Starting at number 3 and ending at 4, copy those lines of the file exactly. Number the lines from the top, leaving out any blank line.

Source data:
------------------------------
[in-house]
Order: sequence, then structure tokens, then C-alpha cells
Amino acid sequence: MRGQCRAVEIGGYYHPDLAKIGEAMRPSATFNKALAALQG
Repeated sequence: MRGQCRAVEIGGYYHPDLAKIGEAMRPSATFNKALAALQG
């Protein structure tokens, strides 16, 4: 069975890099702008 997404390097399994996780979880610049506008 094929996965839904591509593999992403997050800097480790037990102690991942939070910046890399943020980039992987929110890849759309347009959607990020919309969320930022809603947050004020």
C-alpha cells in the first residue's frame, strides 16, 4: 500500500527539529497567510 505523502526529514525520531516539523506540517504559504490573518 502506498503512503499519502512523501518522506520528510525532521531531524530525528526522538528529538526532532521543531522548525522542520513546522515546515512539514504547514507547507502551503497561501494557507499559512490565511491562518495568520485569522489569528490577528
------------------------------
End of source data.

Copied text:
Amino acid sequence: MRGQCRAVEIGGYYHPDLAKIGEAMRPSATFNKALAALQG
Repeated sequence: MRGQCRAVEIGGYYHPDLAKIGEAMRPSATFNKALAALQG